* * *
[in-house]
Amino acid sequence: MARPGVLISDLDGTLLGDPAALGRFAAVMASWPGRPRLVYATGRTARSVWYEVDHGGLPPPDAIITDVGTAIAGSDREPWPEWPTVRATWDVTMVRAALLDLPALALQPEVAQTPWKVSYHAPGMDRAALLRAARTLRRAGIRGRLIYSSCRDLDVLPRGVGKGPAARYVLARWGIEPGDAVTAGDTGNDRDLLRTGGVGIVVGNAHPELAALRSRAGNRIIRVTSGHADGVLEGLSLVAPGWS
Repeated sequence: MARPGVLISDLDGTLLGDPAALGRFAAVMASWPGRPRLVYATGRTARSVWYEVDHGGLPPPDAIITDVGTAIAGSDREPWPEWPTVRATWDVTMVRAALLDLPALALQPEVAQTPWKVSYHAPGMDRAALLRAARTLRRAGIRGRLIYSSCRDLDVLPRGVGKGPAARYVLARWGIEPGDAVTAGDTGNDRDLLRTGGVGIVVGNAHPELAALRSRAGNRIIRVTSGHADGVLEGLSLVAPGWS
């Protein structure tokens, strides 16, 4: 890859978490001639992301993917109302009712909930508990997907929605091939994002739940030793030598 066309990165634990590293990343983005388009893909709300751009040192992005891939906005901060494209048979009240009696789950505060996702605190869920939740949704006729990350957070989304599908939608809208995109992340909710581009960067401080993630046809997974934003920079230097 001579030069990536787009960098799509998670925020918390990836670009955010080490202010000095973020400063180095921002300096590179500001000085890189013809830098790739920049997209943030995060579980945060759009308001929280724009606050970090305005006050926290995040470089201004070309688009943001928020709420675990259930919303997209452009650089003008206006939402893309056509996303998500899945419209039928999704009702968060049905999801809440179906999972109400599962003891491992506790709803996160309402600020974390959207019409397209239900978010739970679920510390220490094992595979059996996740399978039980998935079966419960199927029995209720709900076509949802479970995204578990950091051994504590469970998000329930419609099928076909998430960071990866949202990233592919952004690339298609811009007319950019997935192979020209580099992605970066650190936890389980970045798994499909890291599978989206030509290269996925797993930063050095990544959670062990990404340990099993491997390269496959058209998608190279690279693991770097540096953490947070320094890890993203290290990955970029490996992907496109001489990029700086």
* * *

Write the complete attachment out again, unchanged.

[in-house]
Amino acid sequence: MARPGVLISDLDGTLLGDPAALGRFAAVMASWPGRPRLVYATGRTARSVWYEVDHGGLPPPDAIITDVGTAIAGSDREPWPEWPTVRATWDVTMVRAALLDLPALALQPEVAQTPWKVSYHAPGMDRAALLRAARTLRRAGIRGRLIYSSCRDLDVLPRGVGKGPAARYVLARWGIEPGDAVTAGDTGNDRDLLRTGGVGIVVGNAHPELAALRSRAGNRIIRVTSGHADGVLEGLSLVAPGWS
Repeated sequence: MARPGVLISDLDGTLLGDPAALGRFAAVMASWPGRPRLVYATGRTARSVWYEVDHGGLPPPDAIITDVGTAIAGSDREPWPEWPTVRATWDVTMVRAALLDLPALALQPEVAQTPWKVSYHAPGMDRAALLRAARTLRRAGIRGRLIYSSCRDLDVLPRGVGKGPAARYVLARWGIEPGDAVTAGDTGNDRDLLRTGGVGIVVGNAHPELAALRSRAGNRIIRVTSGHADGVLEGLSLVAPGWS
């Protein structure tokens, strides 16, 4: 890859978490001639992301993917109302009712909930508990997907929605091939994002739940030793030598 066309990165634990590293990343983005388009893909709300751009040192992005891939906005901060494209048979009240009696789950505060996702605190869920939740949704006729990350957070989304599908939608809208995109992340909710581009960067401080993630046809997974934003920079230097 001579030069990536787009960098799509998670925020918390990836670009955010080490202010000095973020400063180095921002300096590179500001000085890189013809830098790739920049997209943030995060579980945060759009308001929280724009606050970090305005006050926290995040470089201004070309688009943001928020709420675990259930919303997209452009650089003008206006939402893309056509996303998500899945419209039928999704009702968060049905999801809440179906999972109400599962003891491992506790709803996160309402600020974390959207019409397209239900978010739970679920510390220490094992595979059996996740399978039980998935079966419960199927029995209720709900076509949802479970995204578990950091051994504590469970998000329930419609099928076909998430960071990866949202990233592919952004690339298609811009007319950019997935192979020209580099992605970066650190936890389980970045798994499909890291599978989206030509290269996925797993930063050095990544959670062990990404340990099993491997390269496959058209998608190279690279693991770097540096953490947070320094890890993203290290990955970029490996992907496109001489990029700086």